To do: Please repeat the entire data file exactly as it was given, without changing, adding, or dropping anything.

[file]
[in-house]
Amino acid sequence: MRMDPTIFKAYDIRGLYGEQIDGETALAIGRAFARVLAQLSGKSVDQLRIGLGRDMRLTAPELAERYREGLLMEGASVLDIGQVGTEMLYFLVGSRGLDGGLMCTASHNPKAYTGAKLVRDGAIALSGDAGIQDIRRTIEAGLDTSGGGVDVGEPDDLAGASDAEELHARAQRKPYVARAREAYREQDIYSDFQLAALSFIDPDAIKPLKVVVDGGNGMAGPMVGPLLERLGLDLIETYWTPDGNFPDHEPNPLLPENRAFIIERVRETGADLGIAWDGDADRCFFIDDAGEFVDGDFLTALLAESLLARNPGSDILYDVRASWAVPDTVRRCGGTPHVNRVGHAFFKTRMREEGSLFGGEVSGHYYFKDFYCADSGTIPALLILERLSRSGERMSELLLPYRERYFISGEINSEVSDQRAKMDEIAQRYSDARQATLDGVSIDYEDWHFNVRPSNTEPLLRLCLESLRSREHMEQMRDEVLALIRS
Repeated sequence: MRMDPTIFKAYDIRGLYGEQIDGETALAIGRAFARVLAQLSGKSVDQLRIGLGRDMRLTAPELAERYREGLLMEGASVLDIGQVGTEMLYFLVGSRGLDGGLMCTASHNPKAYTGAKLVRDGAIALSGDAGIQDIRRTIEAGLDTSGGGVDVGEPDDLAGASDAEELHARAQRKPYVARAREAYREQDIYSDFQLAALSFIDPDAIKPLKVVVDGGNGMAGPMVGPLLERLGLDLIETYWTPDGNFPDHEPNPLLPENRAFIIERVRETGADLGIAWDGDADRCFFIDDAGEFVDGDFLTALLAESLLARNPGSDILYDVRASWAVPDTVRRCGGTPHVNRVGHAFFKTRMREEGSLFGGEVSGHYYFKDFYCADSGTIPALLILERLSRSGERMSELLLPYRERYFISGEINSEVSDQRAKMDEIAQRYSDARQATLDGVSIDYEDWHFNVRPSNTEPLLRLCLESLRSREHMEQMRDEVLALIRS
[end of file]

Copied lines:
[in-house]
Amino acid sequence: MRMDPTIFKAYDIRGLYGEQIDGETALAIGRAFARVLAQLSGKSVDQLRIGLGRDMRLTAPELAERYREGLLMEGASVLDIGQVGTEMLYFLVGSRGLDGGLMCTASHNPKAYTGAKLVRDGAIALSGDAGIQDIRRTIEAGLDTSGGGVDVGEPDDLAGASDAEELHARAQRKPYVARAREAYREQDIYSDFQLAALSFIDPDAIKPLKVVVDGGNGMAGPMVGPLLERLGLDLIETYWTPDGNFPDHEPNPLLPENRAFIIERVRETGADLGIAWDGDADRCFFIDDAGEFVDGDFLTALLAESLLARNPGSDILYDVRASWAVPDTVRRCGGTPHVNRVGHAFFKTRMREEGSLFGGEVSGHYYFKDFYCADSGTIPALLILERLSRSGERMSELLLPYRERYFISGEINSEVSDQRAKMDEIAQRYSDARQATLDGVSIDYEDWHFNVRPSNTEPLLRLCLESLRSREHMEQMRDEVLALIRS
Repeated sequence: MRMDPTIFKAYDIRGLYGEQIDGETALAIGRAFARVLAQLSGKSVDQLRIGLGRDMRLTAPELAERYREGLLMEGASVLDIGQVGTEMLYFLVGSRGLDGGLMCTASHNPKAYTGAKLVRDGAIALSGDAGIQDIRRTIEAGLDTSGGGVDVGEPDDLAGASDAEELHARAQRKPYVARAREAYREQDIYSDFQLAALSFIDPDAIKPLKVVVDGGNGMAGPMVGPLLERLGLDLIETYWTPDGNFPDHEPNPLLPENRAFIIERVRETGADLGIAWDGDADRCFFIDDAGEFVDGDFLTALLAESLLARNPGSDILYDVRASWAVPDTVRRCGGTPHVNRVGHAFFKTRMREEGSLFGGEVSGHYYFKDFYCADSGTIPALLILERLSRSGERMSELLLPYRERYFISGEINSEVSDQRAKMDEIAQRYSDARQATLDGVSIDYEDWHFNVRPSNTEPLLRLCLESLRSREHMEQMRDEVLALIRS